- Pierre LeBrun, NHL
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After Game 1, first round, Los Angeles at Vancouver.
According to star blueliner Drew Doughty, the turning point for the Kings was right after the opening game of the playoffs in Vancouver.
"It's only one game but it was against the top team in the league for the last two years," Doughty said after his team's series-clinching win over St. Louis in the second round. "We played great against them that first game and ever since that point, we knew we had a great team in here. We knew we could finally score goals and we knew our defense is probably one of the best in the league. It was great to finally get that confidence under our belts because now it's really showing out there."
Game 3, second round, New York at Washington. Held without a goal in eight games, star winger Marian Gaborik ended the franchise's longest game in 73 years, burying a nifty feed from Brad Richards at 14:41 of the third overtime.
The victory did nothing to break Washington's resolve, the Caps pushing the series to seven games, anyway. But it told the Rangers a lot about themselves.
"When you get into that many hours of playing, it becomes a mental game," coach John Tortorella said that night. "I felt as the game got longer and longer, I felt that our team was at an advantage. I think we have a mentally tough group. … Just not giving in, that was the key."
Game 2, second round, Philadelphia at New Jersey. That's an easy one. Superstar Ilya Kovalchuk missed Game 2 of New Jersey's second-round series with the Flyers, his team down 1-0 in the series. The Devils responded with an outstanding effort without their most dangerous scorer, winning convincingly, 4-1 to tie the series.
"You know what? Kovy's one of the best players in the whole NHL and so you take him out of the lineup, it's going to hurt you," veteran netminder Martin Brodeur said after that game. "But, again, you pride yourself as an organization to try to get some depth and other people to be able to step in when things like that happen."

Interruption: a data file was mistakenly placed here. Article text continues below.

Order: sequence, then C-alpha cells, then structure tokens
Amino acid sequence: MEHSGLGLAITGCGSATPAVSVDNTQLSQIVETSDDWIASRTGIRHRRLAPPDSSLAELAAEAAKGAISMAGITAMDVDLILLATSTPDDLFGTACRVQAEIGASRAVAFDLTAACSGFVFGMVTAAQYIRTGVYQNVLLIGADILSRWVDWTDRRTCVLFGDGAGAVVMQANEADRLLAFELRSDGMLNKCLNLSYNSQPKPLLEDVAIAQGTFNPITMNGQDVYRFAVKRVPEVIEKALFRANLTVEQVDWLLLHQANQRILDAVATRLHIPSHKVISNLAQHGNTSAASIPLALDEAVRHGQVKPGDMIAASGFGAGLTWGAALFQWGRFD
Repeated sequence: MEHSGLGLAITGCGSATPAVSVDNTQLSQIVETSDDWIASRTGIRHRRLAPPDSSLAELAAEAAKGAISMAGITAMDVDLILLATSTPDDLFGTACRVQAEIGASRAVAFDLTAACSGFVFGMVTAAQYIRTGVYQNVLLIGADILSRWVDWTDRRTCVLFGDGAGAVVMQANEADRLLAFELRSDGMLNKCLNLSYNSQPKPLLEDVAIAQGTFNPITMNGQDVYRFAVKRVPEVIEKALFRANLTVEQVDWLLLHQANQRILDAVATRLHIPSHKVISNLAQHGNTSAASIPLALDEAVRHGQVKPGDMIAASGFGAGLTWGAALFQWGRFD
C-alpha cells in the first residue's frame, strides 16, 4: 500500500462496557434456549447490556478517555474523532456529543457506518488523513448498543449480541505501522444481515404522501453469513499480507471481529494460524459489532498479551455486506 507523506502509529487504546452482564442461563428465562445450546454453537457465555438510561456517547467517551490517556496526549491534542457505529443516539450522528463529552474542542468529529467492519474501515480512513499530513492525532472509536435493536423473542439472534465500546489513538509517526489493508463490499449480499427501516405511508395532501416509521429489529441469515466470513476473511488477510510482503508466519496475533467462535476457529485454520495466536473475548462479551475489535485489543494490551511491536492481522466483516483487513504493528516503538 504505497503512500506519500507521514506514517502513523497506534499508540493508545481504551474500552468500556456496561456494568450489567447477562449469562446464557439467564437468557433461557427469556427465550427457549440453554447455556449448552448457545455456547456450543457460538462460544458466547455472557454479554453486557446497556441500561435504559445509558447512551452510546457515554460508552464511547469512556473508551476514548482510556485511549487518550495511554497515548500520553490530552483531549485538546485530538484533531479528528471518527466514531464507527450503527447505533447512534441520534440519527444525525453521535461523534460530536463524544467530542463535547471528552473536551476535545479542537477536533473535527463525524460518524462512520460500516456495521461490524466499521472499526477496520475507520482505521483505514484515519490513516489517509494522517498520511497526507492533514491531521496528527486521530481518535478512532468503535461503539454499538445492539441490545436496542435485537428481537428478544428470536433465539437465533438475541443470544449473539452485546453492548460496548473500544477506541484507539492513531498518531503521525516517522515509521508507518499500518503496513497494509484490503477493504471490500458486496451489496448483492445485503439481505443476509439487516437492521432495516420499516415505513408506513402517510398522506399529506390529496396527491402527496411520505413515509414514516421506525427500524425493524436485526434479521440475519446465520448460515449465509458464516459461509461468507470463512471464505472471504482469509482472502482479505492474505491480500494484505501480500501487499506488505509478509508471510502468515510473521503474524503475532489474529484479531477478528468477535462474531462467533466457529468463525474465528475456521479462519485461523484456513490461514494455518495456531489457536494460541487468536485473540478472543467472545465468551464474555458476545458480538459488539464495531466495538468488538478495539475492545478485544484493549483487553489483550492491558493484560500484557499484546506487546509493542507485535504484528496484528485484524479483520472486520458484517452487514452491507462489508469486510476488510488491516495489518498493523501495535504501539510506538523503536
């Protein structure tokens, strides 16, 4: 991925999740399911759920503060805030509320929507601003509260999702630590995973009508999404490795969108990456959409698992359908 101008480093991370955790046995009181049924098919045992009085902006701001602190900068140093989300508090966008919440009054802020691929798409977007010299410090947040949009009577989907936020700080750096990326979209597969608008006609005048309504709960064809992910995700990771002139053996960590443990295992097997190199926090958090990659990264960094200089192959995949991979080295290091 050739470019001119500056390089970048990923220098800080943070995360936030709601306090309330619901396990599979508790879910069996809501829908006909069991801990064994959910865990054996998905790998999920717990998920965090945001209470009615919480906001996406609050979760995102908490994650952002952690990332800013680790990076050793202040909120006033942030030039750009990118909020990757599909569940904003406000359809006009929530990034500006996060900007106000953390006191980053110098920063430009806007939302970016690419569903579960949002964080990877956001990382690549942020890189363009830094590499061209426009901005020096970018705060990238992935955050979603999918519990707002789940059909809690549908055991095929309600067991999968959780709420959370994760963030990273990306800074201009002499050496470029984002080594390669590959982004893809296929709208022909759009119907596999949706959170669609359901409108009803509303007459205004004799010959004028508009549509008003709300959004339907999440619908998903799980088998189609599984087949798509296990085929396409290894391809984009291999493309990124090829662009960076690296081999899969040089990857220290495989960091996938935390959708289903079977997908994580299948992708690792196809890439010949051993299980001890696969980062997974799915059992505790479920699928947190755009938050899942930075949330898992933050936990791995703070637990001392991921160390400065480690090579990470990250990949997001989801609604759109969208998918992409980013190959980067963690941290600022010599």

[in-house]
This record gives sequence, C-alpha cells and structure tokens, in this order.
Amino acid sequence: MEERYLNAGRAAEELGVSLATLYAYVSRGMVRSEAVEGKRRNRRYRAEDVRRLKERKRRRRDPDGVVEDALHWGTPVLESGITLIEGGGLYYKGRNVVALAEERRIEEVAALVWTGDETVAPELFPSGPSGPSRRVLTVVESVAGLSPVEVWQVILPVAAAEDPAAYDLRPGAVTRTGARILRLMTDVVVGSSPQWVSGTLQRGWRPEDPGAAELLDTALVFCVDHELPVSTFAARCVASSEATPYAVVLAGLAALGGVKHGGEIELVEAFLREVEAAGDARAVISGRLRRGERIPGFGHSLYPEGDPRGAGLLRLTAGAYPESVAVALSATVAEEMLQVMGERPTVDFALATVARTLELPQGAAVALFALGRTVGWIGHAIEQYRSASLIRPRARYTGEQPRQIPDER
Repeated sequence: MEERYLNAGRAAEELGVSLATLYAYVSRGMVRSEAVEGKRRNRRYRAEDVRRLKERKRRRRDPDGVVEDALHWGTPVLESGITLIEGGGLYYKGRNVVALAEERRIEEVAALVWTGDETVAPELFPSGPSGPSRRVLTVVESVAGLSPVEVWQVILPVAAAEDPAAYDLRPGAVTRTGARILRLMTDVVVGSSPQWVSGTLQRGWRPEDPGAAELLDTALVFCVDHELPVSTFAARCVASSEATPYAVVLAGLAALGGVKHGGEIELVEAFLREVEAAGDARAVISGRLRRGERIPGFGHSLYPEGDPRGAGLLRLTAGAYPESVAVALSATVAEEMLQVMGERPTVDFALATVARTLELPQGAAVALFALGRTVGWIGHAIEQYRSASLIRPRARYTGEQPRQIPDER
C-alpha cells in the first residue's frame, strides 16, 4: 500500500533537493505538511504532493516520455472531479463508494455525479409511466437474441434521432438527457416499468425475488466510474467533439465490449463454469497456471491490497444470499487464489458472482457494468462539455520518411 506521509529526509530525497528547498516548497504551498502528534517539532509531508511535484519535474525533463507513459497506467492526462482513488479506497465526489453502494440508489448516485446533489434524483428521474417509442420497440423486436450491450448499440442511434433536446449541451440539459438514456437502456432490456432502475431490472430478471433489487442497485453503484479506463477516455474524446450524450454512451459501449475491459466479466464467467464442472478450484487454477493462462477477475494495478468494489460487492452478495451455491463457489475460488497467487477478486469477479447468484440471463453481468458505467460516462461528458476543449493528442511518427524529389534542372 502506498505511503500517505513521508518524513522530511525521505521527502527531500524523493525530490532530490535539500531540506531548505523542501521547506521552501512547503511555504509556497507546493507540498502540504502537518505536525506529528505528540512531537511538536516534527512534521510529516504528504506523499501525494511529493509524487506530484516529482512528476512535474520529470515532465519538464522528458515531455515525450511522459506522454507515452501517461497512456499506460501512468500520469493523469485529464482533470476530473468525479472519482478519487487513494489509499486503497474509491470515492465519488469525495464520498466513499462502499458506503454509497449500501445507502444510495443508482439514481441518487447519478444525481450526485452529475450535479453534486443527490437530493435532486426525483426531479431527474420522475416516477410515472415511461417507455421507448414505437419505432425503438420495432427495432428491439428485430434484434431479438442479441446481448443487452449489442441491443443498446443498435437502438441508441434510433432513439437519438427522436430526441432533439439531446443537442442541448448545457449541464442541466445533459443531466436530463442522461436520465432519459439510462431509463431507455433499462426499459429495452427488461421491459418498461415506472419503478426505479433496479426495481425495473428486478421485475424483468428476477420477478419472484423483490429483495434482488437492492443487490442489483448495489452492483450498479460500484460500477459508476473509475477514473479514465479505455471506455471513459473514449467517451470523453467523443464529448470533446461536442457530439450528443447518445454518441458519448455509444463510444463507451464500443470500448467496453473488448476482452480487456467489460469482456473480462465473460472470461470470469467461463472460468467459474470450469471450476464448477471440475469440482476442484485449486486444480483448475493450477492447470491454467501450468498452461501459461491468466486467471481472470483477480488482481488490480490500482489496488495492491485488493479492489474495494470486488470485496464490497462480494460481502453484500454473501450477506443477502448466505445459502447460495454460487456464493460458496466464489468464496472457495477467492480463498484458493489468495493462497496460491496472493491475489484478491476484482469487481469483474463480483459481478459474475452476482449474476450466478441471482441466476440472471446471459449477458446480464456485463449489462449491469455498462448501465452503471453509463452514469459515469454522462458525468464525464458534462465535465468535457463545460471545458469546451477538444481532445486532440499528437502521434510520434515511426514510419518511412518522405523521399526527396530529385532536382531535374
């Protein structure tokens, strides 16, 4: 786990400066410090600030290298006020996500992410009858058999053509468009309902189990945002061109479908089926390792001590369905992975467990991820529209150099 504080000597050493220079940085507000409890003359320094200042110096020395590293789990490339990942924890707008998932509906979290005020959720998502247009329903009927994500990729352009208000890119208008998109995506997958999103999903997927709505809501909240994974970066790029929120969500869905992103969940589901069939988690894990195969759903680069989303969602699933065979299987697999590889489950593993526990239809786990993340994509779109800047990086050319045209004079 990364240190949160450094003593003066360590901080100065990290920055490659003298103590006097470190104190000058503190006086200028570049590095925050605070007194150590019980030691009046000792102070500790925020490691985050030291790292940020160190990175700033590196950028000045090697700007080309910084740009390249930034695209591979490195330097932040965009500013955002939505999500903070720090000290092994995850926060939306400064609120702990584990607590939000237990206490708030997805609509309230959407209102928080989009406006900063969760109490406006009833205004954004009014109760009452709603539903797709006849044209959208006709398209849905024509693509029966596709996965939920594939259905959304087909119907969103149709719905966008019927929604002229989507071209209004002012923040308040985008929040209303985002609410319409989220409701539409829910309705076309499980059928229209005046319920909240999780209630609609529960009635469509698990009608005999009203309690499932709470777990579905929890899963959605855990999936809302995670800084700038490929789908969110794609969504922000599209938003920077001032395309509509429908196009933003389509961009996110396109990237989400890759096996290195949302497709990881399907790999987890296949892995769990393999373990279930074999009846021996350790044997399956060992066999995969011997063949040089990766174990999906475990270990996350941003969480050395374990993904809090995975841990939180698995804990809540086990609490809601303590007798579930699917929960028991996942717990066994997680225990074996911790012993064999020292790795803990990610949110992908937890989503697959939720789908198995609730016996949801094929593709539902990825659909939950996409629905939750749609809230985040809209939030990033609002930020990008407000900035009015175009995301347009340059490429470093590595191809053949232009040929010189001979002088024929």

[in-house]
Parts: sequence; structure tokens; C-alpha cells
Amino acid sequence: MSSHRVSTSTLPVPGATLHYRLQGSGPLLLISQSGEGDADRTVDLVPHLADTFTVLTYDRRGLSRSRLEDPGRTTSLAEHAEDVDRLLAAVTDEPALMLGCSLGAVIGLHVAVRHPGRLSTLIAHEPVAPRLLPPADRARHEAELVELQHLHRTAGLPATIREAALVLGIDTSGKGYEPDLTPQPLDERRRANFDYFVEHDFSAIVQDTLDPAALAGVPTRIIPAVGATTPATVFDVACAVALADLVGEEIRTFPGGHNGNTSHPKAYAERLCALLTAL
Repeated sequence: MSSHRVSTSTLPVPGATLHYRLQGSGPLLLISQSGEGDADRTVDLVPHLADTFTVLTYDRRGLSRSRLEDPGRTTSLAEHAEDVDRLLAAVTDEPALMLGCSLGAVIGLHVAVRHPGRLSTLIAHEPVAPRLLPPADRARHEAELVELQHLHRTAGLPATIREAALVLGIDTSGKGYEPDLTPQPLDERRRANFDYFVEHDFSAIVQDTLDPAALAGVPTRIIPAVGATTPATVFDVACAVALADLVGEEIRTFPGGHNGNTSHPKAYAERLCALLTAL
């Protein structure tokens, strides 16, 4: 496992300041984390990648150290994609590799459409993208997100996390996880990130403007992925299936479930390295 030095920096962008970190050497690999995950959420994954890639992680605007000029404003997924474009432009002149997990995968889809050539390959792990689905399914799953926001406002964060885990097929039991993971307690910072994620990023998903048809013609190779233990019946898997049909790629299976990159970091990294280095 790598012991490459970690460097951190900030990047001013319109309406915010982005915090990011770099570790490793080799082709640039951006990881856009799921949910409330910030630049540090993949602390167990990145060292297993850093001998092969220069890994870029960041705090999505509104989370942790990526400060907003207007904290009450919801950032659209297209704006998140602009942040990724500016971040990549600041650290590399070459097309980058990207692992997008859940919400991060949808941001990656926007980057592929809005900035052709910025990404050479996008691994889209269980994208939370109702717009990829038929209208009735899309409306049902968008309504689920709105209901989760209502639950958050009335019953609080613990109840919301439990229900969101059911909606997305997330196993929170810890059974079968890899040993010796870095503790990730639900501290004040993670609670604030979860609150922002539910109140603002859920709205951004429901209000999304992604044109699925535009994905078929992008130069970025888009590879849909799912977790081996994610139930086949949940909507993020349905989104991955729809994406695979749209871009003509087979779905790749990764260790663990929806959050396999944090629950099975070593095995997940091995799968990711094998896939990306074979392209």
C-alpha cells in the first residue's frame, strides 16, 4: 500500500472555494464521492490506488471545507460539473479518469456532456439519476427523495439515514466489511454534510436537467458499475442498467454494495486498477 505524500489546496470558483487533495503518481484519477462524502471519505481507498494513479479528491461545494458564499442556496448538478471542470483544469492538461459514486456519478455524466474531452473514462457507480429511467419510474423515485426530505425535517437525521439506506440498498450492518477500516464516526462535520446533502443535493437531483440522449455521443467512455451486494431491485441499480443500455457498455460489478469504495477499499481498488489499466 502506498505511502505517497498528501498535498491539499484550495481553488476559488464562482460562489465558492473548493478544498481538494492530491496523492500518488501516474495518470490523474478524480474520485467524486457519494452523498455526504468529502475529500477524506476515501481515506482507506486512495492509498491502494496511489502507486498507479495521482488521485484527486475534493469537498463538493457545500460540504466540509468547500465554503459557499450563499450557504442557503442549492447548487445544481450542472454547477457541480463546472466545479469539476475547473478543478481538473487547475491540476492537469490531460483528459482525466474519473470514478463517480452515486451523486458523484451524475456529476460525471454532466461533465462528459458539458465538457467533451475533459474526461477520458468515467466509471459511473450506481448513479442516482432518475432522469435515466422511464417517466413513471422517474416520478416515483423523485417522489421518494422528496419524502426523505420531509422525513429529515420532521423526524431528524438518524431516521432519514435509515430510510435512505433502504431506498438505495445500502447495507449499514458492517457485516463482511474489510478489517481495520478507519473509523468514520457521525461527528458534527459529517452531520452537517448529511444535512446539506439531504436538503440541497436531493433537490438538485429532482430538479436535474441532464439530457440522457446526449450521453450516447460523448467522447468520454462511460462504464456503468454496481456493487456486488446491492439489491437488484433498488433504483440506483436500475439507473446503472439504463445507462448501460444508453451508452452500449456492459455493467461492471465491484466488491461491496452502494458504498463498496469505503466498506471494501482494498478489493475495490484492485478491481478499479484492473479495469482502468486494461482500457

It's a victory that I believe galvanized the Devils and made them believe they had a shot. They would not drop another game against the Flyers, as Kovalchuk returned for the final three games and was spectacular.
Game 2, second round, Nashville at Phoenix. The Coyotes had just come off back-to-back wins in which they needed goalie Mike Smith to save the day. They were outshot 28-8 through 40 minutes in their series-clinching win at Chicago in Game 6 of the opening round but won the game thanks to Smith. They were outshot 25-7 over the final 34-plus minutes in a Game 1 OT win over the Predators in the second round. The whole rope-a-dope thing was wearing thin on the Coyotes and they knew they couldn't continue that trend. On this night, in Game 2, they played their most complete game of the playoffs in a 5-3 win over Nashville. I believe this is the night the Coyotes truly made believers not only out of the hockey world, but more importantly themselves.
"Right through our lineup, we really had a concerted push. I don't think there was any weak links," head coach Dave Tippett said that night. "I would say this was the best 60 minutes we've played in the playoffs, for sure."
Added Coyotes winger Taylor Pyatt that night: "The last couple of games, we felt like Mike Smith really stole it for us. As a group we all knew we could be better and we just wanted to come out and have a real solid first period, be real physical and get more shots. We were able to do that and it was a big confidence-booster for us as a group."
Each of the conference finalists had a turning point that pushed them to where they are. Pierre LeBrun takes a look at all of them.